Use this URL to cite or link to this record in EThOS: http://ethos.bl.uk/OrderDetails.do?uin=uk.bl.ethos.653631
Title: Gallium arsenide bit-serial integrated circuits
Author: Lam, S. C. K.
Awarding Body: University of Edinburgh
Current Institution: University of Edinburgh
Date of Award: 1990
Availability of Full Text:
Access from EThOS:
Full text unavailable from EThOS. Please try the link below.
Access from Institution:
Abstract:
Bit-Serial architecture and Gallium Arsenide have essentially been mutually exclusive fields in the past. Digital Gallium Arsenide integrated circuits have increasingly adopted the conventional approach of bit-parallel structures that do not always suit the properties and problems of the technology. This thesis proposes an alternative by using a least significant bit first bit-serial architecture, and presents a group of 'cells' designed for signal processing applications. The main features of the cells include the extensive use of pseudo-dynamic latches for pipelining, modularity, and programmability. The logic circuits are mainly based on direct-coupled FET logic. They are also compatible with silicon ECL circuits. The target clock rates for these cells are 500MHz, at least ten times faster than previous silicon bit-serial circuits. The differences between GaAs and silicon technologies meant that the cells were designed from circuit level upwards. Further to these cells, a multi-level signaling scheme has been developed to substantially alleviate off-chip signaling. Synchonisation between signals are simplified, improving even further on the conventional bit-serial system, especially at the high bit-rates encountered in GaAs circuits. For on-chip signals, a single phase clock scheme has been developed for the GaAs cells, which maintains the low clock loading and high speed charactersitics of the pseudo-dynamic cells, while substantially simplifying clock distribution and generation. Two novel latch designs are proposed for this scheme. Test results available have already proved the concepts behind the two-phase clocking scheme, the latches, and the multi-level scheme. Further tests are taking place to establish their speed performance.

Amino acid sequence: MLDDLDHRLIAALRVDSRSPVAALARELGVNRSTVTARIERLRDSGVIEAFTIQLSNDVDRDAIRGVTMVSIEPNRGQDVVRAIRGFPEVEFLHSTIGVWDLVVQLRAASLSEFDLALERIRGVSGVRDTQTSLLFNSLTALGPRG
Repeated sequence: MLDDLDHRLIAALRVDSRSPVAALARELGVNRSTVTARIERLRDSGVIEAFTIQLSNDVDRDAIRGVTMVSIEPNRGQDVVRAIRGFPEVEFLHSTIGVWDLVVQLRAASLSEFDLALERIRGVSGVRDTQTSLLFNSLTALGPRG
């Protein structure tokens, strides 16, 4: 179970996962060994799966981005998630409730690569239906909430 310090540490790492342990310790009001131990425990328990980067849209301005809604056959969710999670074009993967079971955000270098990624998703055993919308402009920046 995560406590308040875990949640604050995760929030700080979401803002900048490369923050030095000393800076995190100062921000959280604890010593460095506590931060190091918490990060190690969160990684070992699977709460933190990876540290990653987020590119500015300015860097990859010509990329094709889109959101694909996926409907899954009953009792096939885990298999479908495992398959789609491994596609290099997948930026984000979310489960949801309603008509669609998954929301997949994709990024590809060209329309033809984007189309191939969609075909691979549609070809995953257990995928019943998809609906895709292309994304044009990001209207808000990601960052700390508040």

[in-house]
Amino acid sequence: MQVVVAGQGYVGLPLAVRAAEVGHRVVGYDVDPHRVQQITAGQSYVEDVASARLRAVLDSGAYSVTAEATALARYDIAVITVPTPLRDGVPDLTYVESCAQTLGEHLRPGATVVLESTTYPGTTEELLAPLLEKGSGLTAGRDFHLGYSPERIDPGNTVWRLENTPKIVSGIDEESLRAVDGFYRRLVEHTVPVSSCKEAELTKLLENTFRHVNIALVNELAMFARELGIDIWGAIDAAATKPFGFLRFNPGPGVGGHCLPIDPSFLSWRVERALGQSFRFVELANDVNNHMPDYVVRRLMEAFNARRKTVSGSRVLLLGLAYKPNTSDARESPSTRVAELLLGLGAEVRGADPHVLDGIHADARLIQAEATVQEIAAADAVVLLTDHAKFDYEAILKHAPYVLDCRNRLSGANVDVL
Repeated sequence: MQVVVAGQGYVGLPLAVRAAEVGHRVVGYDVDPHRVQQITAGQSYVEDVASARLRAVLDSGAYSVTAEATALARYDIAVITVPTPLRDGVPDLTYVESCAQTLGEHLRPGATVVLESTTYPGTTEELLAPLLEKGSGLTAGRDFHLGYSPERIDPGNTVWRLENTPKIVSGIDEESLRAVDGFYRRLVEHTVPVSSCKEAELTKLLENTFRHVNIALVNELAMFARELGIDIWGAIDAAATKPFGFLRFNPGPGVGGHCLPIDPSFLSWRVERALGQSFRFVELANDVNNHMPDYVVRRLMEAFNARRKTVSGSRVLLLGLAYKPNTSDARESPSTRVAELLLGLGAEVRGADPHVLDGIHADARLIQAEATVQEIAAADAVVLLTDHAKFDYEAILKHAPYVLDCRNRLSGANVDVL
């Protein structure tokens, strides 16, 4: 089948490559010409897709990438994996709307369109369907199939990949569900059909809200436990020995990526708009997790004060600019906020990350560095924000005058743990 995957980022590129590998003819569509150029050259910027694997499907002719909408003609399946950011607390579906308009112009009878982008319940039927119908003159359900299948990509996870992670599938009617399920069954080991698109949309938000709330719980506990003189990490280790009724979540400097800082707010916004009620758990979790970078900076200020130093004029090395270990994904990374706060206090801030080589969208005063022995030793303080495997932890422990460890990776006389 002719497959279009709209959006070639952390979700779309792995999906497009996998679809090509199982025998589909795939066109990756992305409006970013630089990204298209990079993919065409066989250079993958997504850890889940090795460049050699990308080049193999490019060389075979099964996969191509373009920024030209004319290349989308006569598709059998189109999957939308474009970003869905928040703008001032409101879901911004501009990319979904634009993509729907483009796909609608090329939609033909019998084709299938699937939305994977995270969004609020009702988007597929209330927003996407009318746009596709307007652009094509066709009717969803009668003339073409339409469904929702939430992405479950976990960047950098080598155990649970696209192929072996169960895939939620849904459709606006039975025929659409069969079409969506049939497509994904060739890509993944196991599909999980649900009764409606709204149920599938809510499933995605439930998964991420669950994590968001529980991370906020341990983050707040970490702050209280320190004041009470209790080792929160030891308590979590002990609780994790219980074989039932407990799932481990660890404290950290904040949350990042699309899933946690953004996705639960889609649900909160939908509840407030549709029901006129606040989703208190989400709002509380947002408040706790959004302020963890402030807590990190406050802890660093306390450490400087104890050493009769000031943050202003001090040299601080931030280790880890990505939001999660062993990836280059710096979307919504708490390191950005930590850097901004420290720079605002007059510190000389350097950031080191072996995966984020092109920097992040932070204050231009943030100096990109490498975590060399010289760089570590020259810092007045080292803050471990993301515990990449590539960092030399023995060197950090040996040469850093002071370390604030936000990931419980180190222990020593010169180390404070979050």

Supervisor: Not available Sponsor: Not available
Qualification Name: Thesis (Ph.D.) Qualification Level: Doctoral
EThOS ID: uk.bl.ethos.653631  DOI: Not available
Share: